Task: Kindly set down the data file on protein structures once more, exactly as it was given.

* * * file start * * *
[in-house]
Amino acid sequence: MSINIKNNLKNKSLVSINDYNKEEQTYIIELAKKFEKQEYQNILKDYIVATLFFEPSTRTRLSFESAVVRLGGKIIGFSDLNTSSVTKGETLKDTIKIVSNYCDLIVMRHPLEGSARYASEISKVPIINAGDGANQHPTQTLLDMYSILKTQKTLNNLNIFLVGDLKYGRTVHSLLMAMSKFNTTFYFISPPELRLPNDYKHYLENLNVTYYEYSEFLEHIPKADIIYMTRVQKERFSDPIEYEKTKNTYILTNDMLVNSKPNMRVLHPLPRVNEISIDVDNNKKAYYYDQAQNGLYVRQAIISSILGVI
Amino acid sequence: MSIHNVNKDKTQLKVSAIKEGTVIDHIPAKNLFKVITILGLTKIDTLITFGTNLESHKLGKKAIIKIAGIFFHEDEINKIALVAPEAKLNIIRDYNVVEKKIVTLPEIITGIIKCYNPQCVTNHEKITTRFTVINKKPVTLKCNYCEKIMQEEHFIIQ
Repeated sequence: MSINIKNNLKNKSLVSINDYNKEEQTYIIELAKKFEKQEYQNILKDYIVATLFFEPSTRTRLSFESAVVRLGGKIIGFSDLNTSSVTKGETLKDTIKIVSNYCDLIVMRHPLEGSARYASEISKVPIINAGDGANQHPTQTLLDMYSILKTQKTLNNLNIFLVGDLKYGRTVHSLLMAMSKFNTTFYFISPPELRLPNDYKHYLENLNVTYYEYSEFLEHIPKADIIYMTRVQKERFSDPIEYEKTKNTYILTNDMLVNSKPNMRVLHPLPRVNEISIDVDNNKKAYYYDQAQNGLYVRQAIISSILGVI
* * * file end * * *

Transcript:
[in-house]
Amino acid sequence: MSINIKNNLKNKSLVSINDYNKEEQTYIIELAKKFEKQEYQNILKDYIVATLFFEPSTRTRLSFESAVVRLGGKIIGFSDLNTSSVTKGETLKDTIKIVSNYCDLIVMRHPLEGSARYASEISKVPIINAGDGANQHPTQTLLDMYSILKTQKTLNNLNIFLVGDLKYGRTVHSLLMAMSKFNTTFYFISPPELRLPNDYKHYLENLNVTYYEYSEFLEHIPKADIIYMTRVQKERFSDPIEYEKTKNTYILTNDMLVNSKPNMRVLHPLPRVNEISIDVDNNKKAYYYDQAQNGLYVRQAIISSILGVI
Amino acid sequence: MSIHNVNKDKTQLKVSAIKEGTVIDHIPAKNLFKVITILGLTKIDTLITFGTNLESHKLGKKAIIKIAGIFFHEDEINKIALVAPEAKLNIIRDYNVVEKKIVTLPEIITGIIKCYNPQCVTNHEKITTRFTVINKKPVTLKCNYCEKIMQEEHFIIQ
Repeated sequence: MSINIKNNLKNKSLVSINDYNKEEQTYIIELAKKFEKQEYQNILKDYIVATLFFEPSTRTRLSFESAVVRLGGKIIGFSDLNTSSVTKGETLKDTIKIVSNYCDLIVMRHPLEGSARYASEISKVPIINAGDGANQHPTQTLLDMYSILKTQKTLNNLNIFLVGDLKYGRTVHSLLMAMSKFNTTFYFISPPELRLPNDYKHYLENLNVTYYEYSEFLEHIPKADIIYMTRVQKERFSDPIEYEKTKNTYILTNDMLVNSKPNMRVLHPLPRVNEISIDVDNNKKAYYYDQAQNGLYVRQAIISSILGVI